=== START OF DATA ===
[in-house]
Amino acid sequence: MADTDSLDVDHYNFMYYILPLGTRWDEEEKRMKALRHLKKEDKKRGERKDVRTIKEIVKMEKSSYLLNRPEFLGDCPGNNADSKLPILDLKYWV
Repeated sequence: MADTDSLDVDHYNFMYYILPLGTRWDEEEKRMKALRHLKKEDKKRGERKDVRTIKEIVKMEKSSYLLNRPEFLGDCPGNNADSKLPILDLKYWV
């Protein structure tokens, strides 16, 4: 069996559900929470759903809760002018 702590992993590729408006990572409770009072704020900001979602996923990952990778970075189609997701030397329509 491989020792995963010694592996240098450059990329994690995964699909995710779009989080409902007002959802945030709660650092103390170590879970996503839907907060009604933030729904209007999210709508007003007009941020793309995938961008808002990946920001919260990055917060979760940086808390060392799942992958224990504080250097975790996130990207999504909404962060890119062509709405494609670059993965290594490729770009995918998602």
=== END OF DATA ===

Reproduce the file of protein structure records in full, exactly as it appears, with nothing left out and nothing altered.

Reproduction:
[in-house]
Amino acid sequence: MADTDSLDVDHYNFMYYILPLGTRWDEEEKRMKALRHLKKEDKKRGERKDVRTIKEIVKMEKSSYLLNRPEFLGDCPGNNADSKLPILDLKYWV
Repeated sequence: MADTDSLDVDHYNFMYYILPLGTRWDEEEKRMKALRHLKKEDKKRGERKDVRTIKEIVKMEKSSYLLNRPEFLGDCPGNNADSKLPILDLKYWV
């Protein structure tokens, strides 16, 4: 069996559900929470759903809760002018 702590992993590729408006990572409770009072704020900001979602996923990952990778970075189609997701030397329509 491989020792995963010694592996240098450059990329994690995964699909995710779009989080409902007002959802945030709660650092103390170590879970996503839907907060009604933030729904209007999210709508007003007009941020793309995938961008808002990946920001919260990055917060979760940086808390060392799942992958224990504080250097975790996130990207999504909404962060890119062509709405494609670059993965290594490729770009995918998602």